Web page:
Lockheed Martin’s F-16 Fighting Falcon First Spread Its Wings 50 Years Ago!

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USAF Thunderbirds F-16Cs

Story and photos by Ken Kula
The United States-designed F-16 Fighting Falcon fighter, more commonly called the “Viper”, first took to the skies by accident on January 20, 1974 some 50 years plus a few months ago. During a high-speed taxi test of the first YF-16 prototype, an unplanned oscillation led to General Dynamics’ test pilot Phil Oestricher’s decision to lift off of the runway under control, instead of the likely result of veering off of it and crashing alongside the surface.

Fifty years and some 4,600 airframes later, the Viper is quite relevant in many of the world’s air forces. In fact, the aircraft model is still in production. Through continuous upgrades and incremental increases in performance (each version is commonly called a Block, signifying various changes from the original), the aircraft has gained weight, carries a more powerful engine, has had armament capacity and capabilities increased, and stayed current with avionics and communications equipment.

Large, heavy and specialized USAF aircraft operated throughout the Vietnam and Cold Wars. Improvements to power plants, radar and aeronautical engineering/design promised a leap in capability and survivability. The single seat, single-engined Viper has a Fly By Wire control system, a first in U. S. fighter design and production. The aircraft was rated at a then-unheard of +9Gs, helped with the semi-reclining pilot seat. This all equates to a “Fourth Generation” multi-role (fighter and bomber) jet that has been improved with some “Fifth Generation” capabilities.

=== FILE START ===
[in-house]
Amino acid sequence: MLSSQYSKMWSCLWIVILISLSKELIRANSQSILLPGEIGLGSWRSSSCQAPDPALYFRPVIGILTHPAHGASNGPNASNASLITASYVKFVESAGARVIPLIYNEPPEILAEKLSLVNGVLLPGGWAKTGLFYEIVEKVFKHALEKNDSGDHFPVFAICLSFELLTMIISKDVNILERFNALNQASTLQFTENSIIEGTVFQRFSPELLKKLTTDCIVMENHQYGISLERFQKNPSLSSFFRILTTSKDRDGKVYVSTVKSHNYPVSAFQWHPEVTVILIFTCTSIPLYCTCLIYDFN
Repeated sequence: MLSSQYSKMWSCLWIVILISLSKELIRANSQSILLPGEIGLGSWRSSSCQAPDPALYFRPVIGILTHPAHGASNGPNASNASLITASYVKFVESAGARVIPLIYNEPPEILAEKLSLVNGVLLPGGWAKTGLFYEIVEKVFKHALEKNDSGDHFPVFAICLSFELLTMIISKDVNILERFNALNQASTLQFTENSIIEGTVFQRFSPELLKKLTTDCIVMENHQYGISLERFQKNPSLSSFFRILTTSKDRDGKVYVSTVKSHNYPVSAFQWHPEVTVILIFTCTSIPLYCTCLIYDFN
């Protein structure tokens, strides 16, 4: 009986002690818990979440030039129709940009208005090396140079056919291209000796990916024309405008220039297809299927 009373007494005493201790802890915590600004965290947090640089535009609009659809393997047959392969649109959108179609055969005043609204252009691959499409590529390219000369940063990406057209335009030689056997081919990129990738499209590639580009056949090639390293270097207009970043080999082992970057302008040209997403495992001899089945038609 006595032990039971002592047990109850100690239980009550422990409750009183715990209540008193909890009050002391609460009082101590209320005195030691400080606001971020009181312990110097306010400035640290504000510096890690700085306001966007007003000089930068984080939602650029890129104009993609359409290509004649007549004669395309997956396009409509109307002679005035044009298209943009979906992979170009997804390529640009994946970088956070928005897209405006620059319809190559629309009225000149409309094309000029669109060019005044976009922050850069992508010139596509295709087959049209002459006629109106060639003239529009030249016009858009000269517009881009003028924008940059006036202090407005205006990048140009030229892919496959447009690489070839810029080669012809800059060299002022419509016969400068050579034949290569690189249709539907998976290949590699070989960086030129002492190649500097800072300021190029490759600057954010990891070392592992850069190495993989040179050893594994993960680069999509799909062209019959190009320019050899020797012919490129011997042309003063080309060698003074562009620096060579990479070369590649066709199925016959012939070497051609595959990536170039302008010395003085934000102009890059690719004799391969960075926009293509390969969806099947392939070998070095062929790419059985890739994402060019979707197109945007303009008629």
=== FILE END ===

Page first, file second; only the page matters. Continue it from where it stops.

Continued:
YF-16B number #1 at the 25th Anniversary celebration of the F-16’s first flight

In the beginning, the YF-16 was designed to win the Lightweight Fighter (LWF) portion of the Advanced Day Fighter competition, where it would ultimately be teamed with the heavyweight McDonnell Douglas F-15 Eagle. The YF-16 beat out the Northrop YF-17 jet (which was later developed into the F/A-18 Hornet) in the LWF competition in early 1975. Additional full-scale development test aircraft were ordered; parts of the YF-16 were redesigned in these airframes. The first single seat, Pratt and Whitney-powered F-16A first flew in December, 1976, and the initial twin-seat F-16B first flew in 1977. Production F-16As entered service with the U. S. Air Force in 1980. By then, the LWF had been merged into a multi-role aircraft program and was not the lightweight day-fighter first imagined in the LWF program.

Turkish Air Force F-16C flight demonstration aircraft

In 1975, four European air arms ordered a total of 348 F-16s, with some production taking place in Europe. Other licensed production lines in Turkey and Korea would follow years later. Japan produced a modified variant, known as the Mitsubishi F-2.

More than two dozen countries have or will operate F-16s, some receive second-hand aircraft which are modernized and less expensive to procure.

The main Block numbers denote an increase in capability, and/or an engine and airframe upgrade. The general Block and variant numbers include:

Royal Netherlands Air Force F-16AM (MLU) display jet

Pakistani Air Force F-15B Block 15

F-16A/B: The A version is a single seat fighter, the B version has tandem seats and dual controls for training. The main blocks include the -1, -5, -10, -15 and -20.